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Usage Parameter Control (UPC) and Network Parameter Control (NPC) are functions that may be performed in a computer network. UPC may be performed at the input to a network "to protect network resources from malicious as well as unintentional misbehaviour".[1] NPC is the same and done for the same reasons as UPC, but at the interface between two networks.

UPC and NPC may involve traffic shaping, where traffic is delayed until it conforms to the expected levels and timing, or traffic policing, where non-conforming traffic is either discarded immediately, or reduced in priority so that it may be discarded downstream in the network if it would cause or add to congestion.



In ATMEdit

The actions for UPC and NPC in the ATM protocol are defined in ITU-T Recommendation I.371 Traffic control and congestion control in B ISDN [2] and the ATM Forum's User-Network Interface (UNI) Specification.[3] These provide a conformance definition, using a form of the leaky bucket algorithm called the Generic Cell Rate Algorithm (GCRA), which specifies how cells are checked for conformance with a cell rate, or its reciprocal emission interval, and jitter tolerance: either a Cell Delay Variation tolerance (CDVt) for testing conformance to the Peak Cell Rate (PCR) or a Burst Tolerance or Maximum Burst Size (MBS) for testing conformance to the Sustainable Cell Rate (SCR).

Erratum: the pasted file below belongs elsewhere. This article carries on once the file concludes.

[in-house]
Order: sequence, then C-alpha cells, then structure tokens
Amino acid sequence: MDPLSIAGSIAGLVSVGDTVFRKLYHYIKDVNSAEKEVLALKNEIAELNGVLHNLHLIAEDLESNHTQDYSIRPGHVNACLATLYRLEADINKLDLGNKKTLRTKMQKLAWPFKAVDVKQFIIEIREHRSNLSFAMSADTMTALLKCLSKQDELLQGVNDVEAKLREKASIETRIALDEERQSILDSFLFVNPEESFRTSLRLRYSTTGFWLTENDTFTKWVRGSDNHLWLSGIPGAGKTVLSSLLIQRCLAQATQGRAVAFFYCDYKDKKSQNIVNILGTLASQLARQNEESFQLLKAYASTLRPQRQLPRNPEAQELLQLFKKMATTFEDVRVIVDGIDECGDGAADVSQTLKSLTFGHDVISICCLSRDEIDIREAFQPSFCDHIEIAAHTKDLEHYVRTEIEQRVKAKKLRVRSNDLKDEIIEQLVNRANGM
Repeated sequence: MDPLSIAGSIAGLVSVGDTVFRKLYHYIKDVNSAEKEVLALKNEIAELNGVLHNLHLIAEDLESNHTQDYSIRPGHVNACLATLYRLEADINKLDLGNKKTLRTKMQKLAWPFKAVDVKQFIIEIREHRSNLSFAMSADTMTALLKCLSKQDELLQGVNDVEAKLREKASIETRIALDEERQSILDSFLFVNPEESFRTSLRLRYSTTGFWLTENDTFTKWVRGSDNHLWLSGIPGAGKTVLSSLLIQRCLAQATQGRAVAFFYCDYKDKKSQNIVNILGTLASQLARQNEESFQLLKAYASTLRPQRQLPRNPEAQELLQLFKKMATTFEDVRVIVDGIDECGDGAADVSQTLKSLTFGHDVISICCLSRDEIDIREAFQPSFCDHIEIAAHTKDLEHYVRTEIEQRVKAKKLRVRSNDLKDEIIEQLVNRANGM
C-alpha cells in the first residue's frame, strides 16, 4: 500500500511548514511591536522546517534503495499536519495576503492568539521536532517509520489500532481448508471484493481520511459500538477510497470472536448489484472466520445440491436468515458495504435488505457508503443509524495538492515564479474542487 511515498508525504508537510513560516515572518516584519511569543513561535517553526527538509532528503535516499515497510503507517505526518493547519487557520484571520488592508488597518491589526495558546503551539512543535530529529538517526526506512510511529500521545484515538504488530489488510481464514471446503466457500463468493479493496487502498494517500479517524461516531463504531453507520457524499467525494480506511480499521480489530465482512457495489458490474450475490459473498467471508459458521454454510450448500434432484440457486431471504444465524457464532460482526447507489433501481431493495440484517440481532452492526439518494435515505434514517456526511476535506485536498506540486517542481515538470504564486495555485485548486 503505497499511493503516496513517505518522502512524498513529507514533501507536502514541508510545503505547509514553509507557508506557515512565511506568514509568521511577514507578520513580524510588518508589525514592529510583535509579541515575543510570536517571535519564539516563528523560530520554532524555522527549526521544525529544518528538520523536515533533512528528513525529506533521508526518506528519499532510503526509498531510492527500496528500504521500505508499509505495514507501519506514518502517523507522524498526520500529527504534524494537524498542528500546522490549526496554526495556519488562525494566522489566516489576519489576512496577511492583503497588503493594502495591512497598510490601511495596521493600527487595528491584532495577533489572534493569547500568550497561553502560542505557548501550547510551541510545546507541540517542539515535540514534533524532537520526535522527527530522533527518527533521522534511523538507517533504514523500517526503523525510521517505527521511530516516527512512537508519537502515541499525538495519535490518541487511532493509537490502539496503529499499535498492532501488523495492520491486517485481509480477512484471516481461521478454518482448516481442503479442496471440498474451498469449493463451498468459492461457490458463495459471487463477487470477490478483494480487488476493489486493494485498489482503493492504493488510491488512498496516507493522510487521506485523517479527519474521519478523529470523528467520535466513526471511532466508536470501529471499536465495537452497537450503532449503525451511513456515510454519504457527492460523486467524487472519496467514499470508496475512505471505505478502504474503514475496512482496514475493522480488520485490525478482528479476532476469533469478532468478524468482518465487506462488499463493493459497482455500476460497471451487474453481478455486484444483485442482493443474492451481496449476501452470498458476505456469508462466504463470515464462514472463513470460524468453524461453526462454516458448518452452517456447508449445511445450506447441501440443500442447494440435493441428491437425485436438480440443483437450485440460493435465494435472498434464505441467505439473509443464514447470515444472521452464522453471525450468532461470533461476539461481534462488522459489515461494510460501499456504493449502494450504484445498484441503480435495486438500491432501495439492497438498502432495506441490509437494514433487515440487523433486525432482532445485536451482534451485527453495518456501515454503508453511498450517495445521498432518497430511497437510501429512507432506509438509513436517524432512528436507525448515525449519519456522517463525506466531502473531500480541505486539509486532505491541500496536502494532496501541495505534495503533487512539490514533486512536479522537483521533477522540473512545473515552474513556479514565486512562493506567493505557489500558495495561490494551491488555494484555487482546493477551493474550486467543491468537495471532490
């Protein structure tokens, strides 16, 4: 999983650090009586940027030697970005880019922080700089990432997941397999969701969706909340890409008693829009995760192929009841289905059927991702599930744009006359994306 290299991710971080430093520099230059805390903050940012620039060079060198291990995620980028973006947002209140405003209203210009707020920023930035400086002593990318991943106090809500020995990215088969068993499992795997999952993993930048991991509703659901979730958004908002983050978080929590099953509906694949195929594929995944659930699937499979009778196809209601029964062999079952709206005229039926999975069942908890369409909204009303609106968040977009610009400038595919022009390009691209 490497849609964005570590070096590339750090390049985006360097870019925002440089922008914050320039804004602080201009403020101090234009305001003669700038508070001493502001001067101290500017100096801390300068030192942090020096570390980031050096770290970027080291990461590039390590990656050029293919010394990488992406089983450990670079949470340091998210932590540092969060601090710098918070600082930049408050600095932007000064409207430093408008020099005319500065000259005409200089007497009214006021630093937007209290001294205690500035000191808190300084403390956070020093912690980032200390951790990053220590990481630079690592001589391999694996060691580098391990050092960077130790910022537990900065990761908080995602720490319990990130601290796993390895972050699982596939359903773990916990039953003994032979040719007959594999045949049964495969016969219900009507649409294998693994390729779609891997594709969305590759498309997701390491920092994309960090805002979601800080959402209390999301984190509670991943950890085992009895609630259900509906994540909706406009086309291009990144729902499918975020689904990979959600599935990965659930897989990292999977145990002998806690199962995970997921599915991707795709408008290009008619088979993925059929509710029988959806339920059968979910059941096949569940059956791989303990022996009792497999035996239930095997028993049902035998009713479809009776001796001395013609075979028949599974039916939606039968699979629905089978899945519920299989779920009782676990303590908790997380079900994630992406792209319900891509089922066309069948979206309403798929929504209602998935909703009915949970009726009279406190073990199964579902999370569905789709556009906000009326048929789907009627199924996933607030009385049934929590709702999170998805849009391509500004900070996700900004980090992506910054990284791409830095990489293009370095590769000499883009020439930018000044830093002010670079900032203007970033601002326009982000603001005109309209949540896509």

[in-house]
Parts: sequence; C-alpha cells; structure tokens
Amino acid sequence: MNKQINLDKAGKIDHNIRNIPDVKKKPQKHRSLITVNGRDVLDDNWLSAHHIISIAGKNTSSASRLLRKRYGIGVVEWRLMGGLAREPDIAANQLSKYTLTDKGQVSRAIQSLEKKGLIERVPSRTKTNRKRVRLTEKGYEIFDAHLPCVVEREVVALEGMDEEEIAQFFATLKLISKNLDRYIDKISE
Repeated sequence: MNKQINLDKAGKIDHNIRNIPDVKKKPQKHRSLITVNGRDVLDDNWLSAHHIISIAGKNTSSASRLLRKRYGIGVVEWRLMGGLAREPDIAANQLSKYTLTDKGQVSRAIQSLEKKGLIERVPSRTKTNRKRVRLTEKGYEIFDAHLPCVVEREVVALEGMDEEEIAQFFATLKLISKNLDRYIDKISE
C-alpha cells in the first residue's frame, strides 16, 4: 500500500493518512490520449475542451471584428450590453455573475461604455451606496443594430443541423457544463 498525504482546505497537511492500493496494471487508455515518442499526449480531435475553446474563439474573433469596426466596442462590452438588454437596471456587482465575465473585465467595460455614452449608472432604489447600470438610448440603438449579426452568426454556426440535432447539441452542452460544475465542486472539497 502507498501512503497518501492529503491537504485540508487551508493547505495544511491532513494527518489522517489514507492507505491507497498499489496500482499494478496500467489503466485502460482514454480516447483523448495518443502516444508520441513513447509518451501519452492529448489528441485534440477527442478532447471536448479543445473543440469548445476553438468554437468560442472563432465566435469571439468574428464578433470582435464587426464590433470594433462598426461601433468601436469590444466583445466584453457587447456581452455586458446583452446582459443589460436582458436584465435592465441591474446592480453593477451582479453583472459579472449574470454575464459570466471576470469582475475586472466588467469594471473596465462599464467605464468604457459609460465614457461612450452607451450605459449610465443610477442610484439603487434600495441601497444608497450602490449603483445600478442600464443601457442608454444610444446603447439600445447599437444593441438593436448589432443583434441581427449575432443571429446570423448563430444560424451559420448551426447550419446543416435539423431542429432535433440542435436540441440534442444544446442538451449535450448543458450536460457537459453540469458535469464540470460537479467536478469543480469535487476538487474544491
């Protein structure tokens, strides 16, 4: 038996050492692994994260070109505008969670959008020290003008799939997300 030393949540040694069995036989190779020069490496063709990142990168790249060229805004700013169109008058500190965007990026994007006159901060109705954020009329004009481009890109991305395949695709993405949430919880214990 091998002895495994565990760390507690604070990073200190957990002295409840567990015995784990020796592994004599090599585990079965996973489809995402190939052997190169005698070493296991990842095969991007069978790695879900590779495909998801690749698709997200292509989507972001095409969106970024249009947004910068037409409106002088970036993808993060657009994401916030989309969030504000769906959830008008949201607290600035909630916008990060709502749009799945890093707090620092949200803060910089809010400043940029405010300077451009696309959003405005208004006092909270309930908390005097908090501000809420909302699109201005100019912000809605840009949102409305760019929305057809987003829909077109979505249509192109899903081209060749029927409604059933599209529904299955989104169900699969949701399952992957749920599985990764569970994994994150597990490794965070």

UPC and NPC are normally performed on a per Virtual Channel (VC) or per Virtual Path (VP) basis, i.e. the intervals are measured between cells bearing the same Virtual Channel Identifier (VCI) and or Virtual Path Identifier (VPI). If the function is implemented at, e.g., a switch input, then because cells on the different VCs and VPs arrive sequentially, only a single implementation of the function is required. However, this single implementation must be able to access the parameters relating to a specific connection using the VCI and or VPI to address them. This is often done using Content-addressable memory (CAM), where the VCI and or VPI form the addressable content.

Cells that fail to conform, i.e. because they come too soon after the preceding cell on the channel or path because the average rate is too high or because the jitter exceeds the tolerance, may be dropped, i.e. discarded, or reduced in priority so that they may be discarded downstream if there is congestion.

The GCRA, while, possibly, complicated to describe and understand, can be implemented very simply. While it is more likely to be implemented in hardware, as an example, an assembly language implementation can be written in as few as 15 to 20 instructions with a longest execution path of as few as 8 to 12 instructions, depending on the language (availability of indirection and the orthogonality of the instruction set).


Transmissions onto an AFDX network are required to be limited to a Bandwidth Allocation Gap (BAG). Conformance to this BAG (and maximum transmission jitter) is then checked in the network switches in a similar way to UPC in ATM networks. However, the token bucket algorithm is recommended for AFDX, and a version that allows for variable length frames (one that counts bytes) is preferred over one that only counts frames and assumes that all frames are of the maximum permitted length.[4]


  1. ^ ITU-T, Traffic control and congestion control in B ISDN, Recommendation I.371, International Telecommunication Union, 2004, page 6.
  2. ^ ITU-T, Traffic control and congestion control in B ISDN, Recommendation I.371, International Telecommunication Union, 2004, Annex A.
  3. ^ ATM Forum, The User Network Interface (UNI), v. 3.1, ISBN 0-13-393828-X, Prentice Hall PTR, 1995.
  4. ^ Aeronautical Radio, INC., Aircraft Data Network Part 7 Avionics Full Duplex Switched Ethernet (AFDX) Network, ARINC Specification 664P7.

See alsoEdit